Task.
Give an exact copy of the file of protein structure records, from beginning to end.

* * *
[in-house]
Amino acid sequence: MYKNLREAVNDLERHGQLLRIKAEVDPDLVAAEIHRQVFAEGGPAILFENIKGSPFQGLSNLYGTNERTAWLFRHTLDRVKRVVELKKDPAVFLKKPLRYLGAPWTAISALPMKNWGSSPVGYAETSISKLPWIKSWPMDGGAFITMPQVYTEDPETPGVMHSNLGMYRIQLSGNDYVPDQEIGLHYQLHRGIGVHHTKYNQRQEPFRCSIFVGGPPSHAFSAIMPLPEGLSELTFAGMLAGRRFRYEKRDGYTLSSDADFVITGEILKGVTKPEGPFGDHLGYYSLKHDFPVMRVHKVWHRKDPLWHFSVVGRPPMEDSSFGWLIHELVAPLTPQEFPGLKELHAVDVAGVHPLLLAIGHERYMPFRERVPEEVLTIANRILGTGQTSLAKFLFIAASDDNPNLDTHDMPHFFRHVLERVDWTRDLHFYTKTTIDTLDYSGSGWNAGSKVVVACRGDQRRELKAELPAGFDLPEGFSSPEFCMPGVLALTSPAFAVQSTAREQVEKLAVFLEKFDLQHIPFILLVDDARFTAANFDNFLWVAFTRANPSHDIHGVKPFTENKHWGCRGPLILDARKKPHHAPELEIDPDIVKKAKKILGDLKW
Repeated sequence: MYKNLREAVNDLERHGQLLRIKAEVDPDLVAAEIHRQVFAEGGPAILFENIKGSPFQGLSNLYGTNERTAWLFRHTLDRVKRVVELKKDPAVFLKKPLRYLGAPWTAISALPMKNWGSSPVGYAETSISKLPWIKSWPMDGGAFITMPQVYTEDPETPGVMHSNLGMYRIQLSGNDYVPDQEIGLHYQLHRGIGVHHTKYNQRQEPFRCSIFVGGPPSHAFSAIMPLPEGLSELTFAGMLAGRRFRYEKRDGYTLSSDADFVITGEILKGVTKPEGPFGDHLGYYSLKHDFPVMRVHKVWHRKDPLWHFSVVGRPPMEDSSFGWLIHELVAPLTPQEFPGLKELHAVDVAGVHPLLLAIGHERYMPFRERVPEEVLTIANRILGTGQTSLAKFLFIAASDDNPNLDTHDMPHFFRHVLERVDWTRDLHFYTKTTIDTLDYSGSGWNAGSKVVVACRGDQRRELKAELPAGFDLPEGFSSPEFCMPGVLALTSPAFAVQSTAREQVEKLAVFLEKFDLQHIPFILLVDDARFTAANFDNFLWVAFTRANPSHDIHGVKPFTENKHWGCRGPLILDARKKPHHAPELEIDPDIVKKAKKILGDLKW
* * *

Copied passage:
[in-house]
Amino acid sequence: MYKNLREAVNDLERHGQLLRIKAEVDPDLVAAEIHRQVFAEGGPAILFENIKGSPFQGLSNLYGTNERTAWLFRHTLDRVKRVVELKKDPAVFLKKPLRYLGAPWTAISALPMKNWGSSPVGYAETSISKLPWIKSWPMDGGAFITMPQVYTEDPETPGVMHSNLGMYRIQLSGNDYVPDQEIGLHYQLHRGIGVHHTKYNQRQEPFRCSIFVGGPPSHAFSAIMPLPEGLSELTFAGMLAGRRFRYEKRDGYTLSSDADFVITGEILKGVTKPEGPFGDHLGYYSLKHDFPVMRVHKVWHRKDPLWHFSVVGRPPMEDSSFGWLIHELVAPLTPQEFPGLKELHAVDVAGVHPLLLAIGHERYMPFRERVPEEVLTIANRILGTGQTSLAKFLFIAASDDNPNLDTHDMPHFFRHVLERVDWTRDLHFYTKTTIDTLDYSGSGWNAGSKVVVACRGDQRRELKAELPAGFDLPEGFSSPEFCMPGVLALTSPAFAVQSTAREQVEKLAVFLEKFDLQHIPFILLVDDARFTAANFDNFLWVAFTRANPSHDIHGVKPFTENKHWGCRGPLILDARKKPHHAPELEIDPDIVKKAKKILGDLKW
Repeated sequence: MYKNLREAVNDLERHGQLLRIKAEVDPDLVAAEIHRQVFAEGGPAILFENIKGSPFQGLSNLYGTNERTAWLFRHTLDRVKRVVELKKDPAVFLKKPLRYLGAPWTAISALPMKNWGSSPVGYAETSISKLPWIKSWPMDGGAFITMPQVYTEDPETPGVMHSNLGMYRIQLSGNDYVPDQEIGLHYQLHRGIGVHHTKYNQRQEPFRCSIFVGGPPSHAFSAIMPLPEGLSELTFAGMLAGRRFRYEKRDGYTLSSDADFVITGEILKGVTKPEGPFGDHLGYYSLKHDFPVMRVHKVWHRKDPLWHFSVVGRPPMEDSSFGWLIHELVAPLTPQEFPGLKELHAVDVAGVHPLLLAIGHERYMPFRERVPEEVLTIANRILGTGQTSLAKFLFIAASDDNPNLDTHDMPHFFRHVLERVDWTRDLHFYTKTTIDTLDYSGSGWNAGSKVVVACRGDQRRELKAELPAGFDLPEGFSSPEFCMPGVLALTSPAFAVQSTAREQVEKLAVFLEKFDLQHIPFILLVDDARFTAANFDNFLWVAFTRANPSHDIHGVKPFTENKHWGCRGPLILDARKKPHHAPELEIDPDIVKKAKKILGDLKW